Here’s how things are looking.

DSC_0995_2301 mandarin

DSC_0998_2306 navel orange (Not quite there yet.)

DSC_0997_2303 variegated lemon

Saturday, November 7, 2009


The fall garden is enjoying many volunteers hanging around from the summer.

DSC_1008_2314 Sunflowers?

DSC_0966_2286 Cantaloupe DSC_0967_2287 PotatoDSC_0968_2288MarigoldsDSC_1013_2319 NasturtiumsDSC_1007_2313 PumpkinsDSC_1011_2317 TomatoesDSC_1012_2318 And busy, busy bees.

Monday, November 2, 2009

What a Great Dog.

DSC_0333_381 If there are no dogs when I die, I know I’ve gone to Hell.


March 27, 2002 – November 2, 2009



by Jimmy Stewart

He never came to me when I would call
Unless I had a tennis ball,
Or he felt like it,
But mostly he didn't come at all.

When he was young
He never learned to heel
Or sit or stay,
He did things his way.

Discipline was not his bag
But when you were with him things sure didn't drag.
He'd dig up a rosebush just to spite me,
And when I'd grab him, he'd turn and bite me.

He bit lots of folks from day to day,
The delivery boy was his favorite prey.
The gas man wouldn't read our meter,
He said we owned a real man-eater.

He set the house on fire
But the story's long to tell.
Suffice it to say that he survived
And the house survived as well.

On the evening walks, and Gloria took him,
He was always first out the door.
The Old One and I brought up the rear
Because our bones were sore.

He would charge up the street with Mom hanging on,
What a beautiful pair they were!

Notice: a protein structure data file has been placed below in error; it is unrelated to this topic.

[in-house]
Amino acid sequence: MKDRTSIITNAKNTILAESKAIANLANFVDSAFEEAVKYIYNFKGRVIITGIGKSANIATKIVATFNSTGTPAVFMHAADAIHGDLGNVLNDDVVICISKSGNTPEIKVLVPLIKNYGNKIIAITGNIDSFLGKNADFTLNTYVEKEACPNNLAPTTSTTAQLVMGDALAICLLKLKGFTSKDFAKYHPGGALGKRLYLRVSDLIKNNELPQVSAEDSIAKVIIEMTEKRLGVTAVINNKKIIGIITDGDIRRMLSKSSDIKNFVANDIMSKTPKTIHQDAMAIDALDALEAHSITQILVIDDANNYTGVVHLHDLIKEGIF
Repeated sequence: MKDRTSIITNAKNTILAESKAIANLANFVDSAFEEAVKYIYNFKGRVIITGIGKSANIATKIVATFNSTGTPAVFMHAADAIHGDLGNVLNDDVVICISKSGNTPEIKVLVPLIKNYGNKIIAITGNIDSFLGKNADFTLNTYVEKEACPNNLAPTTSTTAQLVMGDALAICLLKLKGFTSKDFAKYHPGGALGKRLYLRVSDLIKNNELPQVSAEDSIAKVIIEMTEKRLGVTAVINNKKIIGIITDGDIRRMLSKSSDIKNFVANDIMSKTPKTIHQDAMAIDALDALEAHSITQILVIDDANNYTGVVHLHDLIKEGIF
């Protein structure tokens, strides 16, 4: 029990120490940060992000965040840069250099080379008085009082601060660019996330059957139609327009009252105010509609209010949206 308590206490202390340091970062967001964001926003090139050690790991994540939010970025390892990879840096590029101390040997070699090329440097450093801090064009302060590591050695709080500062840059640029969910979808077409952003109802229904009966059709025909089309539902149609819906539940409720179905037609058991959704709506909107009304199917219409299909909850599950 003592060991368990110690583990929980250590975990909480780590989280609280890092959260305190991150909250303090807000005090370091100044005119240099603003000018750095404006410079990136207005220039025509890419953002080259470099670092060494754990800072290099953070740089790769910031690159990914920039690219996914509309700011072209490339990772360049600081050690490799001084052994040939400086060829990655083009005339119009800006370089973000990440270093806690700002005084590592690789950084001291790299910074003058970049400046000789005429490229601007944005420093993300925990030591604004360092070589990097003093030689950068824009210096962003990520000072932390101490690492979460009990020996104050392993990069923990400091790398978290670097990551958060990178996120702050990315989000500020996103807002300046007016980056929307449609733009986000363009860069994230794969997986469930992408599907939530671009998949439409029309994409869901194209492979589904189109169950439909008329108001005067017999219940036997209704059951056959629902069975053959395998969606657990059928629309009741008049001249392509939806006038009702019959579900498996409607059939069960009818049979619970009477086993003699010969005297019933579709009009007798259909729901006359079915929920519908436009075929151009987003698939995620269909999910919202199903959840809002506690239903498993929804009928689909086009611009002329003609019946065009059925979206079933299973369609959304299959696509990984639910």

And if it was still light and the tourists were out,
They created a bit of a stir.

But every once in a while, he would stop in his tracks
And with a frown on his face look around.
It was just to make sure that the Old One was there
And would follow him where he was bound.

We are early-to-bedders at our house--
I guess I'm the first to retire.
And as I'd leave the room he'd look at me
And get up from his place by the fire.

He knew where the tennis balls were upstairs,
And I'd give him one for a while.
He would push it under the bed with his nose
And I'd fish it out with a smile.

And before very long
He'd tire of the ball
And be asleep in his corner
In no time at all.

And there were nights when I'd feel him
Climb upon our bed
And lie between us,
And I'd pat his head.

And there were nights when I'd feel this stare
And I'd wake up and he'd be sitting there
And I reach out my hand and stroke his hair.
And sometimes I'd feel him sigh
and I think I know the reason why.

He would wake up at night
And he would have this fear
Of the dark, of life, of lots of things,
And he'd be glad to have me near.

And now he's dead.
And there are nights when I think I feel him
Climb upon our bed and lie between us,
And I pat his head.

And there are nights when I think
I feel that stare
And I reach out my hand to stroke his hair,
But he's not there.

Oh, how I wish that wasn't so,
I'll always love a dog named Beau.